He’s 30 years old now and last played in the National Football League three years ago.
A lot has transpired in the life of North Bergen’s native son Evan Rodriguez since he went to training camp with the Tampa Bay Buccaneers a few years ago.
The 2006-2007 Hudson Reporter Male Athlete of the Year out of North Bergen High School, Rodriguez seemed to have the world on a string when the Chicago Bears drafted him out of Temple University in the fourth round of the 2012 NFL Draft.
Rodriguez was so liked by the Bears’ organization that they signed him to a four-year contract. But then disaster struck when Rodriguez was involved in two motor vehicle incidents, one in Chicago where he was traveling at a high rate of speed and another in March of 2013 in Miami Beach, where Rodriguez was arrested and charged with disorderly intoxication and resisting arrest. The last two charges were eventually dropped, as reported by NFL.com.
The Bears then released him, voiding his contract, sending him on a journey that saw him have brief stints with the Miami Dolphins, Buffalo Bills and Buccaneers, never getting to see action with any of those teams.
For all intents and purposes, Rodriguez’s once-promising professional football career was over.
There was one person who didn’t believe it was history – namely Evan Rodriguez.
“Every time I try to give it up, something else comes up,” Rodriguez said.
He’s a married man, has a healthy son after the tragic loss of his first child, a daughter. At age 30, without the prospects of getting a chance at pro football, maybe the time had come for Rodriguez to get on with the rest of his life.
But last spring, Rodriguez had a chance to play professional flag football, playing on a team with fallen NFL star Michael Vick. The championship game was televised on the CBS Sports Network. Rodriguez was spotted making catches and running as well as he ever had been.
That led to the latest opportunity, in a new league called the Alliance of American Football.
“My agent heard of the Alliance league,” Rodriguez said. “It’s like the spring league of the NFL.”
The Alliance of American Football (AAF) will kick off its inaugural season in February. There will be 10 games and a lot of the games will be televised. And Rodriguez will be a part of it, having signed a three-year contract with the San Antonio Commanders. Rodriguez is already in Texas training with his new team that has former NFL standout Daryl “Moose” Johnston as the general manager and has Mike Riley, the former head coach of the San Diego Chargers as well as at Oregon State and Nebraska, as the head coach.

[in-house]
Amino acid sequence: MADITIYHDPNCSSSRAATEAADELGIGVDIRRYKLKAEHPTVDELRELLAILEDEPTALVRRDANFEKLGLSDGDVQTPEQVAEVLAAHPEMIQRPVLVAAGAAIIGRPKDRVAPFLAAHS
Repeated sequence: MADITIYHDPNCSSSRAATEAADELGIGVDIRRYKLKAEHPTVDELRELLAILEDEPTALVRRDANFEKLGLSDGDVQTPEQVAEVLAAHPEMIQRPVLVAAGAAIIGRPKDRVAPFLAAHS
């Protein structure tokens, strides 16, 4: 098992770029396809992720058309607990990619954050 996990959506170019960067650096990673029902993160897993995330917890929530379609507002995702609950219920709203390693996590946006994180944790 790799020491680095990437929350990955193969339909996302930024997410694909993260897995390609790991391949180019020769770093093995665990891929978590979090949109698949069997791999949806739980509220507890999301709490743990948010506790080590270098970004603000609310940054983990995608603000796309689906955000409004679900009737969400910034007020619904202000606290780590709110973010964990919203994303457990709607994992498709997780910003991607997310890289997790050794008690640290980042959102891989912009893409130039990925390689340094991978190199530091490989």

“I have to thank the Lord for this chance,” Rodriguez said. “I always felt like I still could be playing. I look at other guys in the NFL and realize that could be me. That hurt me inside. People always want to remember the bad things that happened and never the good. I haven’t been in trouble since 2013. I always kept it in my mind that I needed another shot.”
Rodriguez will play tight end for the Commanders.
“People would tell me that I was washed up, but I kept fighting and kept my trust in the Lord,” Rodriguez said. “Sometimes, I had some doubt come into my head, but I knew that I couldn’t give up. I just needed the chance. I can’t wait to start the season.”
The Commanders begin the inaugural season against the San Diego Fleet on Feb. 9. The Fleet will be coached by former St. Louis Rams head coach Mike Martz, who led the Rams to their last Super Bowl appearance in 2001. Other head coaches in the league include former Florida and South Carolina head coach Steve Spurrier, legendary Hall of Famer and former San Francisco 49ers head coach Mike Singletary and former Minnesota Vikings head coach Brad Childress.